Maintain a high level of awareness and think about self-protection. A lot of the following precautions are common sense, it’s just that we don’t use our common sense a lot around cities at night.
- Plan your route in advance. Know where you are going and how to get there.
- Avoid dark and isolated streets and shortcuts.
- Familiarize yourself with your route so you know, for example, where there are large bushes or concealed entrances, and where your nearest points of help might be.
- Always try to walk on the side of the road where you will be facing on-coming traffic if you suspect danger. This makes it more difficult for a vehicle to follow you closely.
- Do not use earphones while travelling. You need the use of your hearing at all times.
- Never accept a ride from a stranger, no matter how tempting it might seem.
- If people are expecting you at your destination, let them know what time you expect to arrive, tell someone at home where you are going and how long you will be.
- Walk assertively, and purposefully. Keep your head up, maintain a brisk and steady pace, and be aware of your surroundings. Try to look as if you know where you are going. Don’t daydream, get a move on.
- Avoid walking alone at night in poorly lit, isolated streets and high crime areas. Ask a friend to join you, if possible.
- Always carry emergency money for a phone call and, if possible, for a taxi. Never use these funds for anything else. Emergency numbers, such as the police, ambulance or fire departments can be called free from pay telephones.
- Keep your mobile phone charged and make sure you have credit for calls.
- At night, have your keys ready between your thumb and index finger. This saves you from wasting time fumbling for it when you arrive at your door, and it can be used as a weapon in an emergency. It can be slashed across an attacker’s face.
- When meeting a group of people for a social gathering or meeting, try to arrange a car pool or take a taxi together.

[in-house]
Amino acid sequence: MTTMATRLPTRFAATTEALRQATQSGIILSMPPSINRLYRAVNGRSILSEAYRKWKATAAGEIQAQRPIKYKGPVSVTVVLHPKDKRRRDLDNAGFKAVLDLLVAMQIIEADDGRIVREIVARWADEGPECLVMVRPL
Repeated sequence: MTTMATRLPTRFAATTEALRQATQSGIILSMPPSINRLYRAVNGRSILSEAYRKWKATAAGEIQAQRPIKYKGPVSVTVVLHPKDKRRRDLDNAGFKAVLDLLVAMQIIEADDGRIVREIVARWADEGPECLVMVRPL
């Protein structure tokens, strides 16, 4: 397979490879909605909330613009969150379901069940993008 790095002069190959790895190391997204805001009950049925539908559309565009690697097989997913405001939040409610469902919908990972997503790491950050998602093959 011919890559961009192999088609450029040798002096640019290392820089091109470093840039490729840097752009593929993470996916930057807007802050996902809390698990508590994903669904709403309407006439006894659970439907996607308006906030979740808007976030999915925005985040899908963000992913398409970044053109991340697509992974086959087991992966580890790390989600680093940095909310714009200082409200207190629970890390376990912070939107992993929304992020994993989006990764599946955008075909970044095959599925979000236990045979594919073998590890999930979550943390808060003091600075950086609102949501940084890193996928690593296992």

- Keep a close watch on your purse and/or wallet and other personal possessions. Do not display large amounts of cash to a potential thief.
- Be on the alert at all times. Do not forget to take precautions, even in familiar areas.
- Avoid ‘digging’ for things in your purse or bag out-of-doors.
- Try to keep shopping bags, etc. to a minimum so you have a hand free and more freedom of movement, in general. Consider using a backpack for carrying purchases.
By being assertive you communicate your wishes clearly, take initiative, make decisions and assume responsibility for your actions and control your life.
The greatest advantage an attacker has is the element of surprise and the resultant freezing or passive response he expects from you. If you aren’t passive, you will surprise him and gain an advantage.
By being assertive in everyday life you are taking control and assuming confidence in a whole range of situations. You learn to value yourself and your judgement, and these lessons are invaluable when you are threatened. Attackers prey on vulnerable people who come across as ‘victims’. Assertive body language is an essential part of self-defense techniques…
Display your assertiveness
- Erect, relaxed posture, with head and shoulders held straight. Do not stoop.
- Confident march or walk. Do not shuffle your feet.
- Balanced posture.
- Relaxed facial expression and open eye contact. Look the person you are speaking to in the eye. If you can’t see the person you are speaking to, turn your head and body toward the sound of his voice.
- Firm and controlled tone of voice.
- Casual hand movements, with hands open and relaxed.
- Maintenance of a comfortable distance between yourself and the other person.
Adopt an assertive attitude, and tell the world that you are:
- Someone to be reckoned with.
- Someone who knows your own mind.
- Someone who will stand up for yourself.
- Someone who will not bow to the wishes of others.
- Someone who is not a potential victim.